The book, The Case For Classical Christian Education is written by Douglas Wilson. He is one of my favorite authors and has written several books on the home all of which I have found to be very insightful. While I do not agree with all of his theology I have found that he is very thought-provoking in many areas of practical living. This book is 231 pages long and easy to read. He is a very interesting and knowledgeable writer. I read it over our recent vacation, along with some other things.
My reading of this book is the result of some things I was exposed to at the recent homeschool book fair we recently attended in Houston. I attended a couple of workshops on subjects, that come to find out, are a major part of classical education. Consequently my interest was stirred, so I began to do a little research and reading, on the Internet and otherwise. One book that seems to be a classic dealing with classical education is The Well-Trained Mind by I believe her name is Bauer???? I found the book but it was a little expensive for my present level of interest and a bit long. When I discovered that Wilson had written a book (actually a couple of books) on the subject I knew I could probably get a pretty good introduction to the concept of a Classical Christian Education.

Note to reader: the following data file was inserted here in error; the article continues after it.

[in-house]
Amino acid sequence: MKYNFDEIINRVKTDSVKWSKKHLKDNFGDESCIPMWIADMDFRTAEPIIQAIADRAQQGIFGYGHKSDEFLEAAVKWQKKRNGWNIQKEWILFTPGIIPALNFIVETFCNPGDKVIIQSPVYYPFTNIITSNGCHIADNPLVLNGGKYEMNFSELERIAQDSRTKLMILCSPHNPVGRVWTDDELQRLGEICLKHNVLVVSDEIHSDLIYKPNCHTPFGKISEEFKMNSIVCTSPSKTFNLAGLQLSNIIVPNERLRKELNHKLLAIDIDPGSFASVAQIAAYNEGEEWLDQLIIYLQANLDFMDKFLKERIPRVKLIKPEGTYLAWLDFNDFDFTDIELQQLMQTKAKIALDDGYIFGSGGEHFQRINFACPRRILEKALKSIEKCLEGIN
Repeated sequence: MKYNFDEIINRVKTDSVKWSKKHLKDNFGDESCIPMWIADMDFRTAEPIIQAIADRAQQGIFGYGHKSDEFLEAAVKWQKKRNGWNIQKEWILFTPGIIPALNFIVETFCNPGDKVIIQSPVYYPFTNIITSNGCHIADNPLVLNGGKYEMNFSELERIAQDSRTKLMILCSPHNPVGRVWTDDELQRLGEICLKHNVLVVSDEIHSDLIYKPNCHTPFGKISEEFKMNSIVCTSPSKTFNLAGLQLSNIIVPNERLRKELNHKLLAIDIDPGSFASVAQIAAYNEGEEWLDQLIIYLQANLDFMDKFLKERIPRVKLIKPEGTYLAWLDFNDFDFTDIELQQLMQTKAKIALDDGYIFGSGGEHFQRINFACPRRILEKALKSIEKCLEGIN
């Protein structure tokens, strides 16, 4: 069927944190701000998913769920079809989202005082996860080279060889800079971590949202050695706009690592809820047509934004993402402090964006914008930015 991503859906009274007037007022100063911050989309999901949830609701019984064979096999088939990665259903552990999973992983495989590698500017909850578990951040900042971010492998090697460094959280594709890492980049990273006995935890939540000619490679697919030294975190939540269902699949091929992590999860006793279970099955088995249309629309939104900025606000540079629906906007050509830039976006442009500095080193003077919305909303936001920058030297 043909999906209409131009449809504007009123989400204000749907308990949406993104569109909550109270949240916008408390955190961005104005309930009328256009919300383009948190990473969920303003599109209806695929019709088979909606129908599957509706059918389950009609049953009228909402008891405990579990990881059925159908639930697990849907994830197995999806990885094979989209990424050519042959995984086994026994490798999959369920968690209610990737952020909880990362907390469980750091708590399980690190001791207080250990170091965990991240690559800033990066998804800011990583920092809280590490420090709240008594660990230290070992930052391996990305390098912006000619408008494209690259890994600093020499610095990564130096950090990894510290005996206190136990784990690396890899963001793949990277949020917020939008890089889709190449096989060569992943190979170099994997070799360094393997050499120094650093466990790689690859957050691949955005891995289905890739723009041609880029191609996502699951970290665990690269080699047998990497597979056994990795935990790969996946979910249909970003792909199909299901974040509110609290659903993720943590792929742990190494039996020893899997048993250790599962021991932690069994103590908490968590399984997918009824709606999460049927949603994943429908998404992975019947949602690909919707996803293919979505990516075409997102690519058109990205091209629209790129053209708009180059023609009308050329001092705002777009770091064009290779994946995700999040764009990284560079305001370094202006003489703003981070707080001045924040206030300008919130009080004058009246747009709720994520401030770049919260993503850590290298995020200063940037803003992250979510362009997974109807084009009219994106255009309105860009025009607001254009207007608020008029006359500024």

The two workshops that I attended that got me to thinking were on Logic and Rhetoric. Before the weekend had come to an end I had come to understand that Classical Education is established on three basic pillars, the grammar stage, the logic stage, and the rhetoric stage.
If I understand correctly the grammar stage is the memorization of facts and roughly corresponds to the elementary age group. The logic stage is the orderly arrangement of the memorized facts and corresponds roughly to the junior high level. The rhetoric stage is the development of the ability to present the orderly arrangement of the facts (in both speaking and writing) with beauty and virtue and corresponds roughly to the high school years. This made a lot of sense to me.